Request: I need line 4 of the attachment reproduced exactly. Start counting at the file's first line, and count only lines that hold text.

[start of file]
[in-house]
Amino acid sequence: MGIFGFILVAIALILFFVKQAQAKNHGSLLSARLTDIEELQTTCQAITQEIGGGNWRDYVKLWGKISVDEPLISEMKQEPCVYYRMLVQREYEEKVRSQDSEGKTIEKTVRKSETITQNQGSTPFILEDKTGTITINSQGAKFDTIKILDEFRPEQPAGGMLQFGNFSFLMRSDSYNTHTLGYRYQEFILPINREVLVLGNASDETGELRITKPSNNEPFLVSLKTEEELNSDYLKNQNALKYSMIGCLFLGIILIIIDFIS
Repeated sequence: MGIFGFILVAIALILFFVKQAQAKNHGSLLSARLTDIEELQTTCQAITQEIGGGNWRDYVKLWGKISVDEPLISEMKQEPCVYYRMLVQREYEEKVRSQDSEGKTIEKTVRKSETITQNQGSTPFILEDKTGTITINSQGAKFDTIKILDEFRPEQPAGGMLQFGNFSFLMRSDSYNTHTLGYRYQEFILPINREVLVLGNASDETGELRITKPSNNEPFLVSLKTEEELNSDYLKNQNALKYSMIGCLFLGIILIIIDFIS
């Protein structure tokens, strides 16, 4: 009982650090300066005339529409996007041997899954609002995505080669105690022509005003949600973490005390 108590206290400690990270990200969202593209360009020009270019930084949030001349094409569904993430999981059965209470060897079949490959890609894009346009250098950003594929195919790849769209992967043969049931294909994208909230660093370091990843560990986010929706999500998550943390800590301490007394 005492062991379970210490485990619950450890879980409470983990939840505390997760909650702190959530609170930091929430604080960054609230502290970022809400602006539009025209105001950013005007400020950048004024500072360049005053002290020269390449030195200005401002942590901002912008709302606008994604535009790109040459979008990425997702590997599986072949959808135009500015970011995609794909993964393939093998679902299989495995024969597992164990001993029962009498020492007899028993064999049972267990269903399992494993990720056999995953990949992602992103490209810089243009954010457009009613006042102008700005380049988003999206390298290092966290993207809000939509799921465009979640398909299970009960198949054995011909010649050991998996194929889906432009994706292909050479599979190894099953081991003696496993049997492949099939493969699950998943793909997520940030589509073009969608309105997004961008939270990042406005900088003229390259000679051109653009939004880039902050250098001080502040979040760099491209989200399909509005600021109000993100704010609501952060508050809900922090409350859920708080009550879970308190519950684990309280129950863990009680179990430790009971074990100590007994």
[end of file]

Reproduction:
């Protein structure tokens, strides 16, 4: 009982650090300066005339529409996007041997899954609002995505080669105690022509005003949600973490005390 108590206290400690990270990200969202593209360009020009270019930084949030001349094409569904993430999981059965209470060897079949490959890609894009346009250098950003594929195919790849769209992967043969049931294909994208909230660093370091990843560990986010929706999500998550943390800590301490007394 005492062991379970210490485990619950450890879980409470983990939840505390997760909650702190959530609170930091929430604080960054609230502290970022809400602006539009025209105001950013005007400020950048004024500072360049005053002290020269390449030195200005401002942590901002912008709302606008994604535009790109040459979008990425997702590997599986072949959808135009500015970011995609794909993964393939093998679902299989495995024969597992164990001993029962009498020492007899028993064999049972267990269903399992494993990720056999995953990949992602992103490209810089243009954010457009009613006042102008700005380049988003999206390298290092966290993207809000939509799921465009979640398909299970009960198949054995011909010649050991998996194929889906432009994706292909050479599979190894099953081991003696496993049997492949099939493969699950998943793909997520940030589509073009969608309105997004961008939270990042406005900088003229390259000679051109653009939004880039902050250098001080502040979040760099491209989200399909509005600021109000993100704010609501952060508050809900922090409350859920708080009550879970308190519950684990309280129950863990009680179990430790009971074990100590007994």